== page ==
featured Inclusion

Op-ed: In Nova Scotia we lock up people with developmental disabilities all the time

KJIPUKTUK (Halifax) – The news of the death of Joshua Evans, a young man who lived with developmental disabilities and committed suicide while on remand in the Burnside Jail, is devastating.

The CBC reports that Nova Scotia Justice Minister Mark Furey now wants an investigation into Joshua’s death, including  “whether he should have been there in the first place.”

In Nova Scotia we lock up people like Joshua all the time. Often in prison, where health care and  mental health care needs are not sufficiently addressed. Even more frequently in prison-like institutions. And the province is just fine with that.

At this time residents of Emerald Hall, a closed ward within the Nova Scotia Hospital, are fighting Community Services at a human rights tribunal, because they want out and live in community. Nobody suggests that there is anything about their mental state that would make community living dangerous to others. Nonetheless, the province is fighting back tooth and nail.

At the same tribunal we learned how people approved for release and conditionally discharged from the East Coast Forensic Hospital often have no place to go because Community Services is unable to provide supportive housing and related services.  So they just stick around, sometimes for as long as six years.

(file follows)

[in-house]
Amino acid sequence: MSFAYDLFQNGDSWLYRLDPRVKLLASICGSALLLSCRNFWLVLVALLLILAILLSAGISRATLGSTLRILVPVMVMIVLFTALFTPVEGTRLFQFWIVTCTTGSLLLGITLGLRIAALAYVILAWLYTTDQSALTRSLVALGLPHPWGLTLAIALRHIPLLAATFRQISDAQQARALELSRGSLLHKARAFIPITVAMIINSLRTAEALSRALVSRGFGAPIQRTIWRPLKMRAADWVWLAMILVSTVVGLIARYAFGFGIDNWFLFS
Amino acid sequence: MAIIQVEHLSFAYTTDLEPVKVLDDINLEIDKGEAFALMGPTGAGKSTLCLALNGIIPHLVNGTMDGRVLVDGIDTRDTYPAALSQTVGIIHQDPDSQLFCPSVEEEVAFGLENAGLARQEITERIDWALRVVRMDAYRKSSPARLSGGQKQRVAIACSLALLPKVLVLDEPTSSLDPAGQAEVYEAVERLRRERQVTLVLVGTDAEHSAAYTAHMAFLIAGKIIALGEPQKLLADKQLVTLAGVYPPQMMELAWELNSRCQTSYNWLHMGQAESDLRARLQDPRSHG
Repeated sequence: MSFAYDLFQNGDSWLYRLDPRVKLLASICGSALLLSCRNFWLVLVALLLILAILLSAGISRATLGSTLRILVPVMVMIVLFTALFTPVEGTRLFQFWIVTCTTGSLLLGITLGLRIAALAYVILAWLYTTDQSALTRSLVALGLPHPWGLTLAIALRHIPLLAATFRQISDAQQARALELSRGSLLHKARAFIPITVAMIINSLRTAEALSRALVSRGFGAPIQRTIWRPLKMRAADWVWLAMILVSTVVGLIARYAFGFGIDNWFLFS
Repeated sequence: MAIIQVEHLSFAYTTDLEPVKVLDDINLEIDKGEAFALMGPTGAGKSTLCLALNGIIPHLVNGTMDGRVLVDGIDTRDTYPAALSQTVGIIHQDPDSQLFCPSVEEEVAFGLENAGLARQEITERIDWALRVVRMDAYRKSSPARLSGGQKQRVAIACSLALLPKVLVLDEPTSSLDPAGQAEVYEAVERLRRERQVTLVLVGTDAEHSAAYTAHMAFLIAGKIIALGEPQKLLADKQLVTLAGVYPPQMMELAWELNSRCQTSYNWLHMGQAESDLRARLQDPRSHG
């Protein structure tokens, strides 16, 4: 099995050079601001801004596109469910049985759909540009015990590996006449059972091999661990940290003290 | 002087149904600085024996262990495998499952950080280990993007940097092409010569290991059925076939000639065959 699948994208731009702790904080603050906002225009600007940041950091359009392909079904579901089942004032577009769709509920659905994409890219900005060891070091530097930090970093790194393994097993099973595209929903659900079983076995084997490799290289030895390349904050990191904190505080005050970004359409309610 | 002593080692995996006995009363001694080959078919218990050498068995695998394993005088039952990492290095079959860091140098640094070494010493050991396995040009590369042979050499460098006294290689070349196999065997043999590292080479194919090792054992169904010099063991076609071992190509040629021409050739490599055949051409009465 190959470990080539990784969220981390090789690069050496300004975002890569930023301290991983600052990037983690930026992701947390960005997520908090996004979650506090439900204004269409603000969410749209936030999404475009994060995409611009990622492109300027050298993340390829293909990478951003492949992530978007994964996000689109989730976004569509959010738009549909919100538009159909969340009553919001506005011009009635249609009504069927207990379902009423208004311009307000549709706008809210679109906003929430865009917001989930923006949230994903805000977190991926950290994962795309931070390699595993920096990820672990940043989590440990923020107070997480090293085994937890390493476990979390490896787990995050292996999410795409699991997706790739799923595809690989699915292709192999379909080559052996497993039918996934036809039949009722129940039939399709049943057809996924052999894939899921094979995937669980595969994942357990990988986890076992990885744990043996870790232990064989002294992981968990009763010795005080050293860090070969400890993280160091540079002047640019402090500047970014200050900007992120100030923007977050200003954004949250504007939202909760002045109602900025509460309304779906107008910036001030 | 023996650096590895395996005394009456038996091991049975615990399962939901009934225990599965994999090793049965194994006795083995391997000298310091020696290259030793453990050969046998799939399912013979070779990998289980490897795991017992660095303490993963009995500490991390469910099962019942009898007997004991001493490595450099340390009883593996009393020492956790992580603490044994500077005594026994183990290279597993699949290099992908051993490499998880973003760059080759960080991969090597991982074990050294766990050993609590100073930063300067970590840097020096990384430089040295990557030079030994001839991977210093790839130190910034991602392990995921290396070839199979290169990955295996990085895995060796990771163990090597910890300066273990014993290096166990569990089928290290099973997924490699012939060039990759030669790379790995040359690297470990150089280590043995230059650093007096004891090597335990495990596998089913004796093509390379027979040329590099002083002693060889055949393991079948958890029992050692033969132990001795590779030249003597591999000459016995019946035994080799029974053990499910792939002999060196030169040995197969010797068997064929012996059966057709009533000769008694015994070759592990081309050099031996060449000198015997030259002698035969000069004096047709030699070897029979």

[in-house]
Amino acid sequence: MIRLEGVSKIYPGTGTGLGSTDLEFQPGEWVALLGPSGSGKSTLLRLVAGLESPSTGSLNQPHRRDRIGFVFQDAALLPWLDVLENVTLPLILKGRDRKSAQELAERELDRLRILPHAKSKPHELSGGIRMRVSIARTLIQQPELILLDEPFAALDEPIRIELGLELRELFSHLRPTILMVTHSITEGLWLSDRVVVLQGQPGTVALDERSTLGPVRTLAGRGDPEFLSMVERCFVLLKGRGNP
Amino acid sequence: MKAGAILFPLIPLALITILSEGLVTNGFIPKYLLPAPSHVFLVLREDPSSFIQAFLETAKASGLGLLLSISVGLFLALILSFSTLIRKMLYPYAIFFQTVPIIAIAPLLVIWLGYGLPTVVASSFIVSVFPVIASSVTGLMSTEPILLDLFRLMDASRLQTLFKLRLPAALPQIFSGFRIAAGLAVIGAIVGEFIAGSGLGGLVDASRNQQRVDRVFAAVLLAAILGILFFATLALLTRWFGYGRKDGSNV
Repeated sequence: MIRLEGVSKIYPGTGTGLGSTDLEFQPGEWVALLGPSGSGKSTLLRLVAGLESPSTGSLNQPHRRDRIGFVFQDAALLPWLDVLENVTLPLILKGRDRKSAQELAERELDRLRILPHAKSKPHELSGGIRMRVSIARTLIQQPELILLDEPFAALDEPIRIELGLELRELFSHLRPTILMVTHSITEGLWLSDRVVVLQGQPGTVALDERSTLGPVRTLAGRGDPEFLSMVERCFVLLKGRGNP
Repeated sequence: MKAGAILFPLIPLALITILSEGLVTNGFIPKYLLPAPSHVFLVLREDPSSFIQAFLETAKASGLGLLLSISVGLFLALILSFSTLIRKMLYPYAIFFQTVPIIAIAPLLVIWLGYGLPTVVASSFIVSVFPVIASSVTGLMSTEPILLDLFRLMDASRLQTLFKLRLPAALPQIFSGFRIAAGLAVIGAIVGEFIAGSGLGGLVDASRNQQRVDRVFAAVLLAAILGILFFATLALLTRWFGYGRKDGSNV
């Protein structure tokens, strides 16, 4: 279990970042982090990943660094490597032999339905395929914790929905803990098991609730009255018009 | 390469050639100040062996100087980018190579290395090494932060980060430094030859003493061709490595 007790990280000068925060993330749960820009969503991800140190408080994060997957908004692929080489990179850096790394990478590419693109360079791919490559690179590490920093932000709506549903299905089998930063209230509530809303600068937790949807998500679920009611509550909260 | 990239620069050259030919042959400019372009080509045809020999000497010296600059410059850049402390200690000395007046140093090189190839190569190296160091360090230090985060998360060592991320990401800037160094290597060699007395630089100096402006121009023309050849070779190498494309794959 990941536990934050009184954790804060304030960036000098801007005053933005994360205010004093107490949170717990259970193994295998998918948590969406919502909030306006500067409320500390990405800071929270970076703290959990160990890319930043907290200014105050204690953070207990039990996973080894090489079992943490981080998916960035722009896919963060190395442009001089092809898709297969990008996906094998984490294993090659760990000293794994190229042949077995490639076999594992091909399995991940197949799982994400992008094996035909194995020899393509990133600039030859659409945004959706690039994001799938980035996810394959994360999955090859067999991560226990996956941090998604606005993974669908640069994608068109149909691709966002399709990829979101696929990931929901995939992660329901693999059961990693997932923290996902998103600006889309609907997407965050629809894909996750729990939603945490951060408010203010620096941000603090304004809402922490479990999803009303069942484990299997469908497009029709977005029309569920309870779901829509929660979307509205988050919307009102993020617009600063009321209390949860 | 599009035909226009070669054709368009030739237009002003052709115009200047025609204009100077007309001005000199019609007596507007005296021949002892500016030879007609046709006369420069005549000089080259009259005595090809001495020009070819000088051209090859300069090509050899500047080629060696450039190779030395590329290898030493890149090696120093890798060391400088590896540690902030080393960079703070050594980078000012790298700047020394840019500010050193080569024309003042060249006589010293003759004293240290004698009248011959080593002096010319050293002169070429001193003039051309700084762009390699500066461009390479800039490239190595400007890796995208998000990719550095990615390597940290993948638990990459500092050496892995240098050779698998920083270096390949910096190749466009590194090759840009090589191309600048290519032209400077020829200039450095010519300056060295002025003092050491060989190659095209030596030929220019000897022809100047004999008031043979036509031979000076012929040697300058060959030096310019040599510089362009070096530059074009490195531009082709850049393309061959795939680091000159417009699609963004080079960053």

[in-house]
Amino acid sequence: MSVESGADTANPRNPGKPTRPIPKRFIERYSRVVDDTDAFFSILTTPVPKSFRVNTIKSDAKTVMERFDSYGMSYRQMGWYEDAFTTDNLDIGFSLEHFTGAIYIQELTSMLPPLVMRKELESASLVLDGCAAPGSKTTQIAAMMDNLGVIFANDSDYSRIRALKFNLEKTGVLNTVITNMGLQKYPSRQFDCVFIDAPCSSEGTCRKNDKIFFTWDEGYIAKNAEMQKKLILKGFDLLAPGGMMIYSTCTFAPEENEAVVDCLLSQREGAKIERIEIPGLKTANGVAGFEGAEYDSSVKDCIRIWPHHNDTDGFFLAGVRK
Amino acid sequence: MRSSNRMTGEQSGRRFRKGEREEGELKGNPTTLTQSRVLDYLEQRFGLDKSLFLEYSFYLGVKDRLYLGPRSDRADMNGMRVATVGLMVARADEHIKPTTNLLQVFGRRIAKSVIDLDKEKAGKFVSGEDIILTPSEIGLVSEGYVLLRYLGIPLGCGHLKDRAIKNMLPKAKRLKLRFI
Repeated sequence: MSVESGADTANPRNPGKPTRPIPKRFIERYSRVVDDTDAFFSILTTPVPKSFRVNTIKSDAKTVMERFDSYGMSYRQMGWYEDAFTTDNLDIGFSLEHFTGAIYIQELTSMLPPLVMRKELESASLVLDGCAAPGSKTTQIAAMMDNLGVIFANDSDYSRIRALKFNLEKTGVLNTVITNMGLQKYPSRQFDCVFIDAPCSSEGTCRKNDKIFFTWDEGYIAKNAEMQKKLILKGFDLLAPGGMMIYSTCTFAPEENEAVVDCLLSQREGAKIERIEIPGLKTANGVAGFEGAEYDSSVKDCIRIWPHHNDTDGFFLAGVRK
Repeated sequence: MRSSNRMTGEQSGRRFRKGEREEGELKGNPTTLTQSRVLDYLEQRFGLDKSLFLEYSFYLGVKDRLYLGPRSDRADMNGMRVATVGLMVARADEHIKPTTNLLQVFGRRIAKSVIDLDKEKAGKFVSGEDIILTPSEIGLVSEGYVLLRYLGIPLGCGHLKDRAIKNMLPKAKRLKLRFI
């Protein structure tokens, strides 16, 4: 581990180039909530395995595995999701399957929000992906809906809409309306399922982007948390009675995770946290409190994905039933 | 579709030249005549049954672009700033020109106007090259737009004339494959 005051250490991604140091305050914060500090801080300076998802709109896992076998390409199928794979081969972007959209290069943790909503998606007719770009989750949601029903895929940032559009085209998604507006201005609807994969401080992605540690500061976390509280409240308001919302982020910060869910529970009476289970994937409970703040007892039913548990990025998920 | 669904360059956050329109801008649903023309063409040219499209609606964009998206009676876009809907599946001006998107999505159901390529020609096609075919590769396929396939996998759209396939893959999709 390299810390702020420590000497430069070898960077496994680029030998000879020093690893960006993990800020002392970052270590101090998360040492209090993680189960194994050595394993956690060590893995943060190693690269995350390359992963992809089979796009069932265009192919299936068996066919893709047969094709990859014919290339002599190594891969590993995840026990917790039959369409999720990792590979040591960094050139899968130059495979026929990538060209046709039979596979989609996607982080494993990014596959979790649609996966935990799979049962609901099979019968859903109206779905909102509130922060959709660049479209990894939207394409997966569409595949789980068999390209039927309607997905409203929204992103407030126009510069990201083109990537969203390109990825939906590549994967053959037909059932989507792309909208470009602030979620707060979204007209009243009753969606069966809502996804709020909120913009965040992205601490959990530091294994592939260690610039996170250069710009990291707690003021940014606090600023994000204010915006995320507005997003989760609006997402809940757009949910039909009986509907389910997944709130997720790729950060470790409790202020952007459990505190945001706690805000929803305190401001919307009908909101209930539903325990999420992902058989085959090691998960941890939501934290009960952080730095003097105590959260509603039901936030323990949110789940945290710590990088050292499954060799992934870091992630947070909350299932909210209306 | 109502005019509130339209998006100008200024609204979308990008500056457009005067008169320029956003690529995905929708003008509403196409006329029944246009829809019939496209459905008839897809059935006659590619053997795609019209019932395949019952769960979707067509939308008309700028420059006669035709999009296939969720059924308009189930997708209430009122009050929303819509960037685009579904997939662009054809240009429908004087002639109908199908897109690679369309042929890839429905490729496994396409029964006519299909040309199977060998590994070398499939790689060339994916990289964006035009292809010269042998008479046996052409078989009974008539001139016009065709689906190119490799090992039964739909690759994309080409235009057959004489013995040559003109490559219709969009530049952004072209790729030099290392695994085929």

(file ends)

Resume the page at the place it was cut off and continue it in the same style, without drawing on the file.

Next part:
Horror stories about the kinds of care provided by these large institutions abound. There is the story of staff abuse suffered by Matthew Meisner, another resident of Emerald Hall. There are statistics about abuse that keep many a parent awake at night.

Then there is the story of Nichelle Ben, the young woman who in 2013 was fingerprinted and charged with assault for throwing a foam toy at a Quest staff person. There were rallies at the institution in Nichelle’s support, and the court case, reminiscent of what happened to Ashley Smith, generated quite a bit of interest at the time.

So yes, Joshua’s tragic case should absolutely trigger a broader investigation into the the incarceration of people with severe mental health issues and developmental disabilities. Better late than never.  

But the Nova Scotia government should stop feigning surprise about Joshua’s circumstances. In Nova Scotia people with developmental disabilities are criminalized and locked up as a matter of routine.


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